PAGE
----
Have you overestimated your abilities?

Even if you’ve never heard of the Dunning-Kruger effect, you’ve definitely seen it in action: the inexperienced politician with strong opinions about global affairs, the celebrity on an anti-science crusade, the self-proclaimed stock-market expert that loses money left and right. The Dunning-Kruger effect is the strange phenomenon that makes unskilled or uneducated people overestimate their abilities.

Psychologist David Dunning has long studied people’s awareness of their own thinking processes—an area of science known as metacognition. In 1999, he and his then-graduate student Justin Kruger published a paper in the Journal of Personality and Social Psychology entitled “Unskilled and Unaware of It: How Difficulties In Recognizing One’s Own Incompetence Lead to Inflated Self-Assessments.” In it, the researchers performed a series of experiments that asked college students to rate how funny jokes were (which they compared with ratings from professional comedians), identify grammar errors, and answer questions dealing with logical reasoning.

Across the board, those who did the worst on the tests thought they did the best. Interestingly, those who did the best tended to underestimate their ability. In the paper, the researchers laid out the sad truth: incompetent people can’t know they’re incompetent because their incompetence is the very thing that robs them of the ability to realize how incompetent they are.

But this goes further than people just not knowing about their own incompetence. “What’s curious,” Dunning wrote in Pacific Standard, “Is that, in many cases, incompetence does not leave people disoriented, perplexed, or cautious. Instead, the incompetent are often blessed with an inappropriate confidence, buoyed by something that feels to them like knowledge.”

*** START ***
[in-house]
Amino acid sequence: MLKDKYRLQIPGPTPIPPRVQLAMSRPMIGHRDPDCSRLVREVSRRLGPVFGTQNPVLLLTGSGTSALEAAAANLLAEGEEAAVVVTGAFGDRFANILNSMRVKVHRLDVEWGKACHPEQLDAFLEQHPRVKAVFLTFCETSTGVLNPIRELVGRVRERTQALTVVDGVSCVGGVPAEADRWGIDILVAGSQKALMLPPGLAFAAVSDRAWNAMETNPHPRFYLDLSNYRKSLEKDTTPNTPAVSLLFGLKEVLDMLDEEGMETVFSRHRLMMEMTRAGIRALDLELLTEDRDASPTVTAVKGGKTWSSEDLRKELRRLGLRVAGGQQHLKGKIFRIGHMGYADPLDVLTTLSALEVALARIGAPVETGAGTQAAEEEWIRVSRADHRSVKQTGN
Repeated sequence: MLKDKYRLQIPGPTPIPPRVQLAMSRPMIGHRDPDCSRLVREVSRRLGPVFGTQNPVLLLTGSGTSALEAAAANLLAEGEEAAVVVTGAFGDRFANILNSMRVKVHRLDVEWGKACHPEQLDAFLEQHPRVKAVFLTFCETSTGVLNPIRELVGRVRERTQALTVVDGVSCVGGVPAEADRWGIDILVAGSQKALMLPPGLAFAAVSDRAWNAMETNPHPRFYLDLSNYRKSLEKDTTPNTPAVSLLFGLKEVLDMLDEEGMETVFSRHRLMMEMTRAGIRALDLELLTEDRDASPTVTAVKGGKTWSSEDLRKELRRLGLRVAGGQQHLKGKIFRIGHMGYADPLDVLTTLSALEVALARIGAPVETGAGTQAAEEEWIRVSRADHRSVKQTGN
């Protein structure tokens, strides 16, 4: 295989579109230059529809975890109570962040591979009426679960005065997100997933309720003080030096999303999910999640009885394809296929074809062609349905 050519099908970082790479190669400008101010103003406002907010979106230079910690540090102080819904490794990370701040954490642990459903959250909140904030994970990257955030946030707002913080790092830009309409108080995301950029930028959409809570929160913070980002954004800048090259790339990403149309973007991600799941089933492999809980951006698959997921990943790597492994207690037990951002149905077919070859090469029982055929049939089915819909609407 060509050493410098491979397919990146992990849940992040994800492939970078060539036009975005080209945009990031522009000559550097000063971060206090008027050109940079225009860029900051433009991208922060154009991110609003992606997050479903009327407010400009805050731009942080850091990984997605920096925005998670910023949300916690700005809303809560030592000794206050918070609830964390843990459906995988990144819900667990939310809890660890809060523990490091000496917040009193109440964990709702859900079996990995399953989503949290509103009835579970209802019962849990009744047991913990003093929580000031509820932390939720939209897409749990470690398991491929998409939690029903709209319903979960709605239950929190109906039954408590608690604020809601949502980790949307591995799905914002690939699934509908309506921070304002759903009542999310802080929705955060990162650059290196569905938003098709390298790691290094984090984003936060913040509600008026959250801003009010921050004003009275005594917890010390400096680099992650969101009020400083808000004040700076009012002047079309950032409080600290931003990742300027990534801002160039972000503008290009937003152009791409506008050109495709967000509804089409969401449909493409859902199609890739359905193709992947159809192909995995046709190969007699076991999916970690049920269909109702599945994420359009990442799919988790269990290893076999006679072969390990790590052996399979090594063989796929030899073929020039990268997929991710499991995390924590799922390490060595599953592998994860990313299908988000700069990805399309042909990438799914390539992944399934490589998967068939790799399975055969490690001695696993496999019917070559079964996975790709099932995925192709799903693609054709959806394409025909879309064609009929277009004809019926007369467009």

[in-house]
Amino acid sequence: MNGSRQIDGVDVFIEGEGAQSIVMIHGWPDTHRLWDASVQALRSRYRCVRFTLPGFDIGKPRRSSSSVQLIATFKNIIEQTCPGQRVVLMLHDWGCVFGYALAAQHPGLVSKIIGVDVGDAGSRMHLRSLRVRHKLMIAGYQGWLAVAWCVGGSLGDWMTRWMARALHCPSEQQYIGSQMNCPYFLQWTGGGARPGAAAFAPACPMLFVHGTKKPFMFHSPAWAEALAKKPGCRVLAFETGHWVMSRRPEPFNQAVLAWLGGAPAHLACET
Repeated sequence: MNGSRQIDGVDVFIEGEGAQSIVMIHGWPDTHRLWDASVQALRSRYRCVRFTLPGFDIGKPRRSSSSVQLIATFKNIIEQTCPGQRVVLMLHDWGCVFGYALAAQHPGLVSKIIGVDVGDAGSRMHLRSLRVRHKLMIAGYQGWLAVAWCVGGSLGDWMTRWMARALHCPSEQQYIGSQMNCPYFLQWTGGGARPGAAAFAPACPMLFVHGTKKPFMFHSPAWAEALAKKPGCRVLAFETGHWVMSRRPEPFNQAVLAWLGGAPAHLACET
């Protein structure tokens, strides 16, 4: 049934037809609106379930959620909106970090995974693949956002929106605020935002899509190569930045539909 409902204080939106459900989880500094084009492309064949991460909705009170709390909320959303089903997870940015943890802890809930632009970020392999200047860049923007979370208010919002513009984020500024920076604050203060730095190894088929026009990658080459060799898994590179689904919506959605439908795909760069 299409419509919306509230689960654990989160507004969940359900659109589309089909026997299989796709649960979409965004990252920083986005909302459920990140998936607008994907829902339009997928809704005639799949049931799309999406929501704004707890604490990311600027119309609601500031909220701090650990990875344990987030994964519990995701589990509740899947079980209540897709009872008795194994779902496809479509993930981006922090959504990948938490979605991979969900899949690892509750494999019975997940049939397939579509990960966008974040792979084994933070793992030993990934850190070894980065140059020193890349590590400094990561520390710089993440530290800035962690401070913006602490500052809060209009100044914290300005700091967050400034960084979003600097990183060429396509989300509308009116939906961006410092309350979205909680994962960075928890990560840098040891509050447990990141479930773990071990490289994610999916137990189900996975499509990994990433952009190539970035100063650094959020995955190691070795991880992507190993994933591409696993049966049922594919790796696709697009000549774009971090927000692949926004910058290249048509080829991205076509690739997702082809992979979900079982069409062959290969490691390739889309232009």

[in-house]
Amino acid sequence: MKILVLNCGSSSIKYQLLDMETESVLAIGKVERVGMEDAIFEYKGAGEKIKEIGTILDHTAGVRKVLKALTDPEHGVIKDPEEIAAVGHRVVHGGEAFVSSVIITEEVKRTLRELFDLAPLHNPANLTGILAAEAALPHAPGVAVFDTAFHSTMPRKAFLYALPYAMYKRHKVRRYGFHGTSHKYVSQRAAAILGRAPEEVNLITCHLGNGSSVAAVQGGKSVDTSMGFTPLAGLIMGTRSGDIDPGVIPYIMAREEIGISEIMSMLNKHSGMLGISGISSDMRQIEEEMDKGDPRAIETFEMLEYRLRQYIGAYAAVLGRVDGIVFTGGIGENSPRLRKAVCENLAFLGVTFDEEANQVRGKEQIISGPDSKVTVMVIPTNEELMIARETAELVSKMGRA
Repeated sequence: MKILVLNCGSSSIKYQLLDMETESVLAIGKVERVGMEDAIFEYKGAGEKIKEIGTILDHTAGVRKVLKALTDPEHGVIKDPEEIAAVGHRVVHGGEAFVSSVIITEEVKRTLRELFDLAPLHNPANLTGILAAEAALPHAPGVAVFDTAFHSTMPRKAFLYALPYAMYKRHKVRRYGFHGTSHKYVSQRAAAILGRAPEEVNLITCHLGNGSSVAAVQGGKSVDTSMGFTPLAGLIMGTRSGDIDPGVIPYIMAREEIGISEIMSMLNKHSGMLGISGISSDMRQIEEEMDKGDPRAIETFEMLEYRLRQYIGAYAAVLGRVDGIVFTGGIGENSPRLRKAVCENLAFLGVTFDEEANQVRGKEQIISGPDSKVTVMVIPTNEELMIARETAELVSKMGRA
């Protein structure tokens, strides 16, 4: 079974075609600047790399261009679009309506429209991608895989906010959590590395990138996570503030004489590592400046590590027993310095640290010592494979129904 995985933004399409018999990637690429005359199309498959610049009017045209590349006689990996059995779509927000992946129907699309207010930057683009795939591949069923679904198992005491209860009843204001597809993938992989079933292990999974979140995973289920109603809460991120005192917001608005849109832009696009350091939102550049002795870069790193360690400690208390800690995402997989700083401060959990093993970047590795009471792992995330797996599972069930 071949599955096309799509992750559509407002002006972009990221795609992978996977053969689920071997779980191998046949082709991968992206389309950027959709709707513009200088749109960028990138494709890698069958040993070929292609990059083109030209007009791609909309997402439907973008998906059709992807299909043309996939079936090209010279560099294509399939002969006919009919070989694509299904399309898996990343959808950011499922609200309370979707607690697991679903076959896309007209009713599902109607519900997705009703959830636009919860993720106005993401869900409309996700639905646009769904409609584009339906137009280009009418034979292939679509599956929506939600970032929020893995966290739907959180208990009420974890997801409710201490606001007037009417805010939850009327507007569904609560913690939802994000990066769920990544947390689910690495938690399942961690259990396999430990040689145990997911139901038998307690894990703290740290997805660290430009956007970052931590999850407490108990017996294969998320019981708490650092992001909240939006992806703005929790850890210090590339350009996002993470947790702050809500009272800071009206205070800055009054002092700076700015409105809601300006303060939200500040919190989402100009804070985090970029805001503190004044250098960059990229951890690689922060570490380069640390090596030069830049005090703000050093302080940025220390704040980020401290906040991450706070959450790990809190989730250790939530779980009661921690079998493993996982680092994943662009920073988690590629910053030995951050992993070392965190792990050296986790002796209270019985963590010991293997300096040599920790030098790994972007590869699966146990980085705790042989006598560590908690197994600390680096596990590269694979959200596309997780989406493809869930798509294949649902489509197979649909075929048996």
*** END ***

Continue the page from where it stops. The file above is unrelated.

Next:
It’s so easy to judge other people, isn’t it? In truth, though, the Dunning-Kruger effect leaves no brain unscathed: you do it, and you don’t know you do it. As knowledgeable as you think you are in many areas, there are always areas you don’t know about, but think you do. If that leaves you feeling uneasy, Dunning has some words of comfort: “Over the years, I’ve become convinced of one key, overarching fact about the ignorant mind. One should not think of it as uninformed. Rather, one should think of it as misinformed.” That is, an ignorant mind isn’t empty; rather, it’s full of the wrong information. Still, it’s the only information you have, so you rely on it as if it’s, well, reliable.

To overcome this, Dunning recommends being your own devil’s advocate. Ask yourself how you might be mistaken, or how your expectations might turn out to be wrong. Don’t assume you know—be a critic of the information you’ve got.

To learn more about your hidden shortcomings, check out “You Are Not So Smart: Why You Have Too Many Friends on Facebook, Why Your Memory Is Mostly Fiction, and 46 Other Ways You’re Deluding Yourself” by David McRaney. We handpick reading recommendations we think you may like. If you choose to make a purchase, Curiosity will get a share of the sale.

Check out my related post: Can you get rid of the bias in your head?

Interesting reads:








  1. Great post. I’ve always found that concept fascinating. This is somewhat related:

    A survey of 2,800 Americans found that nearly two-thirds of respondents believe they are smarter than average. Seventy-one percent of men and individuals under age 44 thought they were more intelligent than the average person. https://www.realclearscience.com/quick_and_clear_science/2018/07/05/65_of_americans_think_they_are_more_intelligent_than_average.html

    Liked by 1 person

    • My pappy used to tell me to be humble and to always continue to learn. At times, I even over-estimate my abilities and one instance led me to fall off my bike! So stay vigilant and hungry to learn. At least I do.

      Liked by 1 person

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